It’s that time of year again—the season of falling asleep on textbooks, spending copious amounts of money on caffeinated beverages, having mental breakdowns at 2 a.m. and writing papers until your fingers cramp. Welcome back to college, my dear friends.
Regardless of your major, you’re going to have to write (and probably a lot). Science majors write lab analyses, Math majors still have to take core classes (aka English Composition 101), History majors write essays for days and English majors, well, you’ll write so much that you might start to question why on Earth you ever wanted to be an English major in the first place. Whether you consider yourself to be a “good” writer or not, there is always room for improvement, so here are a few simple, easy ways to enhance your writing skills.
A few months ago, I downloaded an app called “Word of the Day.” There are plenty of other similar apps like “The Word of the Day!” or “Daily Word” that are basically the same thing, so take your pick. They’re all completely free, and you simply set a time that you’d like to be notified of your word each day. For example, every day at 11 a.m. I get a notification on my phone with the word, click on it to read the definition and then favorite it if I wish to be able to go back at find it easily for later use.
Today my word happened to be “solicitous,” which mean “characterized by or showing interest or concern.” Some people challenge themselves to try to use their daily word in a sentence throughout the day, which can be quite difficult depending on the word, but it’s great practice and really helps you to remember the word and the definition. Plus, using your newly learned fancy vocabulary in your writing automatically makes you sound more intelligent and basically gives you instant credibility.
If you’ve never heard of Grammarly before, you’re seriously missing out. (Although, I don’t know how it could be possible to have not heard about it, I think I’ve seen the commercial for it before every single YouTube video I’ve watched in the past few months.) All you need to do is download the “Grammarly” extension on your browser, like Google Chrome, and it will appear in the upper right-hand corner of your screen, always ready for use. It’s kind of like a fancy version of spellcheck that works outside of Microsoft Word. The program will ensure that everything you type “is clear, effective and mistake-free.” It will underline your errors in different colors and offer suggestions about spelling, grammar and punctuation.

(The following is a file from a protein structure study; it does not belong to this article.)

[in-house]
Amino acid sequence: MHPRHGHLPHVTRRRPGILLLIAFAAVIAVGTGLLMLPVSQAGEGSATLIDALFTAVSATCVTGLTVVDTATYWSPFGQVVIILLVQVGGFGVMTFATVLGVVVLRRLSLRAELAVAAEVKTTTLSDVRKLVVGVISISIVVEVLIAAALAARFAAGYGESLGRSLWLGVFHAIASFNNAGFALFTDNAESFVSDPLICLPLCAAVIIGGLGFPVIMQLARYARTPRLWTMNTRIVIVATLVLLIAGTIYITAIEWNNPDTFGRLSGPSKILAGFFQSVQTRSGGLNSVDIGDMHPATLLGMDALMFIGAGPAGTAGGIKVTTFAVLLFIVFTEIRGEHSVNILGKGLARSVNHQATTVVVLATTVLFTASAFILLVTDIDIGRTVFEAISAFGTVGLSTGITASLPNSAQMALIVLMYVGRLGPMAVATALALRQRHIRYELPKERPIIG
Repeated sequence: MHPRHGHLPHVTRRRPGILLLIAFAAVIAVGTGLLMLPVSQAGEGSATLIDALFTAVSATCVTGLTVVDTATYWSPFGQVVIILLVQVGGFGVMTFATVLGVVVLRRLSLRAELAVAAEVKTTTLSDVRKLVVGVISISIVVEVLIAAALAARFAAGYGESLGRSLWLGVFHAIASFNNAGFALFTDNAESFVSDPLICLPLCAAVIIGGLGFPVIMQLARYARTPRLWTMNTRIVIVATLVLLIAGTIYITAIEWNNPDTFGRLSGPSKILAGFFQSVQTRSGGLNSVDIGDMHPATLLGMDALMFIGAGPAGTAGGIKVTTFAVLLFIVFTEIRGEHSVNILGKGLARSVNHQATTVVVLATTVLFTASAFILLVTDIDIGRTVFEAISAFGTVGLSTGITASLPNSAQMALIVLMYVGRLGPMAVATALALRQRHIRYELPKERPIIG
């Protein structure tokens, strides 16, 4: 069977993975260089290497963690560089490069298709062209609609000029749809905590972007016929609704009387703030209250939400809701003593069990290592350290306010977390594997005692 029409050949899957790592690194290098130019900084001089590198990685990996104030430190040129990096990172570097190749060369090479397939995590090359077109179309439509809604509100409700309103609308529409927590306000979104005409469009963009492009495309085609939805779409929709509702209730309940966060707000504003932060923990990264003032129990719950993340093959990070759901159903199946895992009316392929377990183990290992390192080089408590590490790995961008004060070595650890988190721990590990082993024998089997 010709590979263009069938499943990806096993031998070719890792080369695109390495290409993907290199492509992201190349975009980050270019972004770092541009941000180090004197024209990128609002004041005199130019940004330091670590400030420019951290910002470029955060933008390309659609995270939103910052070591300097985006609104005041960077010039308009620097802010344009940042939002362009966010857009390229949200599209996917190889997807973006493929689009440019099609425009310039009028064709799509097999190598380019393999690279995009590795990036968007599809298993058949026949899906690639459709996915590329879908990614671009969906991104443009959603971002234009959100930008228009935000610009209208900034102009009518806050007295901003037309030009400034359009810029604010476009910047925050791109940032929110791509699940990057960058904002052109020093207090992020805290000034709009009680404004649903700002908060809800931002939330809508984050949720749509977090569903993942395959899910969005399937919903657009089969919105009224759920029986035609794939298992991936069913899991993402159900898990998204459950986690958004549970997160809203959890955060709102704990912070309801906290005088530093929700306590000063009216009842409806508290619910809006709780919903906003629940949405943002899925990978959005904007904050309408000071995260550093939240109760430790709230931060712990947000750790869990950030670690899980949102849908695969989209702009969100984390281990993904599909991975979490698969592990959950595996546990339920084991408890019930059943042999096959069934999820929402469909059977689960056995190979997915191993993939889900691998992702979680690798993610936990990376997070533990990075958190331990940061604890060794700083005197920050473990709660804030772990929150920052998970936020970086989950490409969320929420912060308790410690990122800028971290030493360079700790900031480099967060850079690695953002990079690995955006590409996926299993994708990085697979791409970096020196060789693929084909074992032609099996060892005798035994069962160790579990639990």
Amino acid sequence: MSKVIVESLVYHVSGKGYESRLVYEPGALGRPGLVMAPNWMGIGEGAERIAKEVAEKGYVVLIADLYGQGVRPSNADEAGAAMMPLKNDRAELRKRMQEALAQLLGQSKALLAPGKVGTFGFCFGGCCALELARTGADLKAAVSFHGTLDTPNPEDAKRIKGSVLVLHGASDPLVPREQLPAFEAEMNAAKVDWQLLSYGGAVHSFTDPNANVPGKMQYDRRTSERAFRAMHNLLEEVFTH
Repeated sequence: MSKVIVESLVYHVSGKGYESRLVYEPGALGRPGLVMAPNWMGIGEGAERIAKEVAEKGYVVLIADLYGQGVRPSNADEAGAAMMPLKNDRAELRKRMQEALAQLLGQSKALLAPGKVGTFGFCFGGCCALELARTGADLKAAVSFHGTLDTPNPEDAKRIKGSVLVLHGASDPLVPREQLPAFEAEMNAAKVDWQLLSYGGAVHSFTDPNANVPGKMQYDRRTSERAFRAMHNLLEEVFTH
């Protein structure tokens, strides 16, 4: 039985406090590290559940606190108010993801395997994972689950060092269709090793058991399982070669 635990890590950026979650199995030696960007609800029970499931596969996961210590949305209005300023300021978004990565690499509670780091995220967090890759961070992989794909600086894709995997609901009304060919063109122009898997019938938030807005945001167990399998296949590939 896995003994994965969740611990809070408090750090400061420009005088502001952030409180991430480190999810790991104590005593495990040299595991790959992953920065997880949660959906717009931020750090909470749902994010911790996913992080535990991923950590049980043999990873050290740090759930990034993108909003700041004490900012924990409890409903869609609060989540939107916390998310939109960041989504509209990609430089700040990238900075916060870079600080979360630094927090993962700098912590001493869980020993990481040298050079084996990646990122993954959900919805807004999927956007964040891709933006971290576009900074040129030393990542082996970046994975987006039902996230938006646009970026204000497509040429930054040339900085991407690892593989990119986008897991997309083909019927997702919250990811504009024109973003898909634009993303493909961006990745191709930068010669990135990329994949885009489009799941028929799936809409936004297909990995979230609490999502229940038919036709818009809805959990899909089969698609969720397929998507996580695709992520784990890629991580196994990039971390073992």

I use it for all of my emails to make sure that I sound like an intelligent, respectable professional that actually knows how to write properly. As a student, you’re going to have to email your professors, important people for internships and your boss at work, and you will definitely want to communicate with them mistake-free. Also, if you have a class where you need make discussion posts, Grammarly is a huge life saver and catches all the little mistakes that don’t get underlined, which could bring your grade up from say a B+ to an A-.
3. Read More
It really is that simple. Just read whatever you can get your hands on. Read the paper, read a book, read the back of your cereal box, I don’t care. It’s important to see how other people write in order to help diversify your own writing style and it will help you to gather some new ideas. Everyone gets stuck in a rut sometimes, whether it be writers block on a story you’ve been working on or just using the same old essay format over and over again.
In the interest of enhancing my own writing, I set myself a personal reading goal and began to ask my friends for random book recommendations, promising myself that I would read the whole thing (or at least try to, some of my friends have bad taste, sorry guys!). I actually read some really great novels and I definitely never would have picked them up on my own. If you’re like me, then you tend to not stray far from what you know you like, which can be very limiting, so pick a friend you trust, ask them for their favorite book and give it a try. You might just be surprised at what you find.
I know, I know, once you finally finish writing something the last thing you want to do is go back and edit the entire thing, but it’s insanely important if you want to be a good writer. One of the best things you can do is to read your work out loud; oftentimes certain sentences will unfortunately sound a lot better in your head. Also, when you read your work aloud, you will find all of the natural pauses, which is where your commas will go in order to help your sentences read more smoothly.
While you are revising your work, you may notice (I know I do) that you repeated the same word too many times. For example, say you use the word “interesting” a lot in your essay. Try using a synonym like fascinating, compelling or enticing, all of which can be found on the wonderful website called Thesaurus.com (it’s a lifesaver). It will not only help you to vary your word choice, but it will elevate your vocabulary as well.
My last piece of advice for you (but certainly not least), is to get feedback. Show your writing to your friend that’s an English major, show it to your professor a few days before it’s due, take it to your school’s writing/tutor center, do whatever you have to do to get an educated second opinion. You have to try to learn to love criticism; I promise these people are trying to help you, they aren’t marking your paper up in red pen to be mean. Others will be able to catch mistakes that you missed and offer valuable insight that you may never have even considered.